What is the Economic Impact of Introducing Greater On-rail Competition?
Matthew Shepherd, Oxera Consulting LLP, Remi Martins-Tonks, Oxera Consulting LLP, Stephen Bussell, Ove Arup & Partners
We examine the economic impact of four options proposed for increasing on-rail competition in Great Britain, with accompanying commentary on the level of on-rail competition in Great Britain compared to other European countries.
What is the economic impact of introducing greater on-rail competition? In December 2015, Oxera, together with Arup, published an assessment for the UK Office of Rail and Road (ORR) of the expected impact of four options proposed by the UK Competition and Markets Authority (CMA) for increasing on-rail competition between passenger services in Great Britain. This paper summarises that analysis while also comparing rail competition in Great Britain with that in other European countries.
The current structure of the passenger rail industry in Great Britain can be described as competition ‘for the market’, with limited competition ‘in the market’. Competition among operators to secure a franchise is intense, with each procurement attracting a number of credible bidders. The franchising system has provided powerful incentives on bidders to maximise revenue and to reduce costs as far as possible, within the constraints of the franchise agreement and other features of the industry (such as revenue allocation).
However, between franchise bids, operators face very limited competition. Franchise operators in Great Britain rarely compete with one another, while the presence of open access operators has, to date, been restricted to particular parts of the network. Therefore, while the current system enables the government to contract long-term (across government spending cycles) for socially necessary and politically desirable services, the system is also set up to extract monopoly rents from operators—in effect, rail fares are higher than they would be if operators had to compete more with one another for passengers.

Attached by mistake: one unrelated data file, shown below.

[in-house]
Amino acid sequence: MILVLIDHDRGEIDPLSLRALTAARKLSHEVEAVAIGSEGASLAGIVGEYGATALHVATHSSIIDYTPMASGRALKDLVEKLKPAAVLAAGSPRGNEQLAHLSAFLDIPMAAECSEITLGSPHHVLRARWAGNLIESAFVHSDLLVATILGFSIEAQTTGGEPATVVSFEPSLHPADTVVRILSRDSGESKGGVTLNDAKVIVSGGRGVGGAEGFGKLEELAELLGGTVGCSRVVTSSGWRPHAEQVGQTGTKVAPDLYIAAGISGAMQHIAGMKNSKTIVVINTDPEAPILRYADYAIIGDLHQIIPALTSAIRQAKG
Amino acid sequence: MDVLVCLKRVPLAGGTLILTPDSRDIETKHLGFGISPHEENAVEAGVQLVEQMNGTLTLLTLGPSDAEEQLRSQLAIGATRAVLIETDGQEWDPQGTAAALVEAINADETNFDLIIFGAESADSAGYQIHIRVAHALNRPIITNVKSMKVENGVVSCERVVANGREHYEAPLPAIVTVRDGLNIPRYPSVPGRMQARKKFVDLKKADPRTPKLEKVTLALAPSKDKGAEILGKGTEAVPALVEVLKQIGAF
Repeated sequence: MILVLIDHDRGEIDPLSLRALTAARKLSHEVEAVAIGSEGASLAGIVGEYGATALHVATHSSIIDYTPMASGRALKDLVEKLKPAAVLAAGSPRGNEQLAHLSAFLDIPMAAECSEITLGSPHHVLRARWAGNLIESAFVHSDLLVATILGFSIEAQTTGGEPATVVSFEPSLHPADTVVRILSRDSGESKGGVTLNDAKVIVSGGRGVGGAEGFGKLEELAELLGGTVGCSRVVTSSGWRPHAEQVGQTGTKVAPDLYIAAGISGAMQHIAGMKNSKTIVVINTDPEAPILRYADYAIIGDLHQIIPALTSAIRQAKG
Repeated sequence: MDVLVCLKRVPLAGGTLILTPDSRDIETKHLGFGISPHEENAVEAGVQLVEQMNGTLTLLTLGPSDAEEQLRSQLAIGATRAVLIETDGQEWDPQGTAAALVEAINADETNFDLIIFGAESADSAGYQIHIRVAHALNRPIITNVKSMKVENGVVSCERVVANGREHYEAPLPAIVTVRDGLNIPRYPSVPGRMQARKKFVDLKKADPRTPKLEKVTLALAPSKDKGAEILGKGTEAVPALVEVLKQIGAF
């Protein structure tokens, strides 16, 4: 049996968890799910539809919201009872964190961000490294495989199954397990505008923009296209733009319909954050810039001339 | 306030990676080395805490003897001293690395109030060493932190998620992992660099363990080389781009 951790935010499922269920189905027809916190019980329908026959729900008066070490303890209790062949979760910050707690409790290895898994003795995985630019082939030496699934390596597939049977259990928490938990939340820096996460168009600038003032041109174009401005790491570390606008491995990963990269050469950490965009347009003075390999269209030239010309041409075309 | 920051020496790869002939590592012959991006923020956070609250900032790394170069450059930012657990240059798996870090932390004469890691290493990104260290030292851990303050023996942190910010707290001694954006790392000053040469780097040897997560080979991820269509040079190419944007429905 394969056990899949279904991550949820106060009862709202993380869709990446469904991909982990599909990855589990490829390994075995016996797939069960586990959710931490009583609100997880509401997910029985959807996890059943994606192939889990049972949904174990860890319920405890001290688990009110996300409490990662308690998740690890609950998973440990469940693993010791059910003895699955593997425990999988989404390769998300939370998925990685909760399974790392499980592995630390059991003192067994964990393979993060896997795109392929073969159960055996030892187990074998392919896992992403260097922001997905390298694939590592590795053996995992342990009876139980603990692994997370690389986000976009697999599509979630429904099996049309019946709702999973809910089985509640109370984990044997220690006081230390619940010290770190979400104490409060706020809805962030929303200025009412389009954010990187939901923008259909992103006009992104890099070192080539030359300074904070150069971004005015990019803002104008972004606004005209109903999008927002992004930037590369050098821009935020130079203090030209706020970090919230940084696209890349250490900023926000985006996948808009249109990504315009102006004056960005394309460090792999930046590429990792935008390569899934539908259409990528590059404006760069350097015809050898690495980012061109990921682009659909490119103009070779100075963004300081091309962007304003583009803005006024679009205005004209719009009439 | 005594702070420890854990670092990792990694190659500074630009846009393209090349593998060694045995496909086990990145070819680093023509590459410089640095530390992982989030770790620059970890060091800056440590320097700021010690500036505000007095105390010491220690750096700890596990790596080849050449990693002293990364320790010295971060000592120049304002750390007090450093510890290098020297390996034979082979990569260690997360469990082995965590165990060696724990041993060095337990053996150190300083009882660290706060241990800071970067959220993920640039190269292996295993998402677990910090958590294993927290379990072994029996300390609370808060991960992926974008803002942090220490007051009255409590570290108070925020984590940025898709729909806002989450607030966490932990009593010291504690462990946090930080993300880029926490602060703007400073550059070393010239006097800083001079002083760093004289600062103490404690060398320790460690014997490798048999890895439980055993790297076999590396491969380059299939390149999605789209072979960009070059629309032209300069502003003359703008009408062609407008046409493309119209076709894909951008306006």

The paper will provide some context to the GB rail industry and the level of current competition. In addition, we will provide commentary on how competitive the GB rail market is in comparison to rail markets in other European countries, and the implications of the Fourth Railway Package for future competition in domestic passenger rail markets across member states. This will include reference to the European Commission’s impact assessment of the Fourth Railway Package. We will then describe the four options proposed for introducing greater on-rail competition in Great Britain, before outlining the conceptual framework that was adopted—which was introduced in a 2015 ETC paper (Meaney, A. and Martins-Tonks, R). The results of the analysis will then be discussed and followed by concluding remarks.
We believe that this paper offers a summary of an important and ongoing debate in both Great Britain and Europe relating to on-rail competition. Furthermore, accompanying quantitative analysis is provided that makes use of previous research on how competition impacts can be assessed within an appraisal framework.
Association for European Transport